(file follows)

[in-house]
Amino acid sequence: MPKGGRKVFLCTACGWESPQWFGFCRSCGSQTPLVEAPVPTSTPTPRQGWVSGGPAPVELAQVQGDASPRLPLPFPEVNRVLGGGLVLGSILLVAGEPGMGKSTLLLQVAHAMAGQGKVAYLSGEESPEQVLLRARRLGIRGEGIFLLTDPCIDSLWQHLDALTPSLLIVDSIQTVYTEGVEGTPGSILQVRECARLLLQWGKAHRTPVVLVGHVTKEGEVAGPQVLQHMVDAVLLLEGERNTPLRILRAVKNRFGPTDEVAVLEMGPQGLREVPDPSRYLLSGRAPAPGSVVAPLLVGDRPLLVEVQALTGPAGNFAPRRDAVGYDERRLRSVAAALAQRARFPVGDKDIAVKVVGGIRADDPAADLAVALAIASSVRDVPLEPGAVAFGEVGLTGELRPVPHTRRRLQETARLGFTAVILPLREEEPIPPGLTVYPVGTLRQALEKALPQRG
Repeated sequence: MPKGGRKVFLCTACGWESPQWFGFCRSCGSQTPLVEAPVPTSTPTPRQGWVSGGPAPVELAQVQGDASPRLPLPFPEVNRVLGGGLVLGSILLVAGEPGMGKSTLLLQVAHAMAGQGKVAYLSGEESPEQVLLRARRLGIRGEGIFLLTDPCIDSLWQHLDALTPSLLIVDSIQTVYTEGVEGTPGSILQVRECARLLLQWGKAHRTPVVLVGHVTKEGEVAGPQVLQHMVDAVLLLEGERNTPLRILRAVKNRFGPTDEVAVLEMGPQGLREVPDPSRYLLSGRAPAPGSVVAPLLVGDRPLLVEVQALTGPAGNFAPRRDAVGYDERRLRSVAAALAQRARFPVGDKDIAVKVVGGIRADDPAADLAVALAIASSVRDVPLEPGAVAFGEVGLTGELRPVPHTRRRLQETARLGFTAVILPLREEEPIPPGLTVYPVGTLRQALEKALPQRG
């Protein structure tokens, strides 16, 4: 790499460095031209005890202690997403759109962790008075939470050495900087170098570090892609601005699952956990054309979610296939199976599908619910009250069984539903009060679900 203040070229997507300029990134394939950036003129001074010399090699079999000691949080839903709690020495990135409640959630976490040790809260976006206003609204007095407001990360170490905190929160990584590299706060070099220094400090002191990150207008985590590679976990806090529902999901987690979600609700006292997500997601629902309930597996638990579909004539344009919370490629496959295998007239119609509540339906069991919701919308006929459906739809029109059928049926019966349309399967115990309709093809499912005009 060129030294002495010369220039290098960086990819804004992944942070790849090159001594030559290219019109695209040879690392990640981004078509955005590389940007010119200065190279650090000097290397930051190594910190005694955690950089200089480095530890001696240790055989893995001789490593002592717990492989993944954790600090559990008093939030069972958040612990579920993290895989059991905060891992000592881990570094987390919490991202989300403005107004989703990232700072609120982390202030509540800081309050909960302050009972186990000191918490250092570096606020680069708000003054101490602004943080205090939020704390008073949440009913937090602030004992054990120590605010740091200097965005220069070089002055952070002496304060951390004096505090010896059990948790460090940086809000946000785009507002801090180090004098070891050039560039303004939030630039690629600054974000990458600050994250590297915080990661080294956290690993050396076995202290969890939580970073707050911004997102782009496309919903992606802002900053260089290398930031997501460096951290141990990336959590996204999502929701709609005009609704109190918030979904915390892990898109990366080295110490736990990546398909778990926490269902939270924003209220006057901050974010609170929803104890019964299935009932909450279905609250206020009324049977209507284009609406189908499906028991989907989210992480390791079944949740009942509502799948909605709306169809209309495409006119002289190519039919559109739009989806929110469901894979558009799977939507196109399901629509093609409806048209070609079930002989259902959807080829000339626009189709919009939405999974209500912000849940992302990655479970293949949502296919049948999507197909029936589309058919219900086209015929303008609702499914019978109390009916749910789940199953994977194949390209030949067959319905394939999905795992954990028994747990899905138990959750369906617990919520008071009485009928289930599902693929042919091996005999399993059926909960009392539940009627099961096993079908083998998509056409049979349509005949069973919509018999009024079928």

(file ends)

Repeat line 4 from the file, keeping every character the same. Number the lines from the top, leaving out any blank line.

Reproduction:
């Protein structure tokens, strides 16, 4: 790499460095031209005890202690997403759109962790008075939470050495900087170098570090892609601005699952956990054309979610296939199976599908619910009250069984539903009060679900 203040070229997507300029990134394939950036003129001074010399090699079999000691949080839903709690020495990135409640959630976490040790809260976006206003609204007095407001990360170490905190929160990584590299706060070099220094400090002191990150207008985590590679976990806090529902999901987690979600609700006292997500997601629902309930597996638990579909004539344009919370490629496959295998007239119609509540339906069991919701919308006929459906739809029109059928049926019966349309399967115990309709093809499912005009 060129030294002495010369220039290098960086990819804004992944942070790849090159001594030559290219019109695209040879690392990640981004078509955005590389940007010119200065190279650090000097290397930051190594910190005694955690950089200089480095530890001696240790055989893995001789490593002592717990492989993944954790600090559990008093939030069972958040612990579920993290895989059991905060891992000592881990570094987390919490991202989300403005107004989703990232700072609120982390202030509540800081309050909960302050009972186990000191918490250092570096606020680069708000003054101490602004943080205090939020704390008073949440009913937090602030004992054990120590605010740091200097965005220069070089002055952070002496304060951390004096505090010896059990948790460090940086809000946000785009507002801090180090004098070891050039560039303004939030630039690629600054974000990458600050994250590297915080990661080294956290690993050396076995202290969890939580970073707050911004997102782009496309919903992606802002900053260089290398930031997501460096951290141990990336959590996204999502929701709609005009609704109190918030979904915390892990898109990366080295110490736990990546398909778990926490269902939270924003209220006057901050974010609170929803104890019964299935009932909450279905609250206020009324049977209507284009609406189908499906028991989907989210992480390791079944949740009942509502799948909605709306169809209309495409006119002289190519039919559109739009989806929110469901894979558009799977939507196109399901629509093609409806048209070609079930002989259902959807080829000339626009189709919009939405999974209500912000849940992302990655479970293949949502296919049948999507197909029936589309058919219900086209015929303008609702499914019978109390009916749910789940199953994977194949390209030949067959319905394939999905795992954990028994747990899905138990959750369906617990919520008071009485009928289930599902693929042919091996005999399993059926909960009392539940009627099961096993079908083998998509056409049979349509005949069973919509018999009024079928």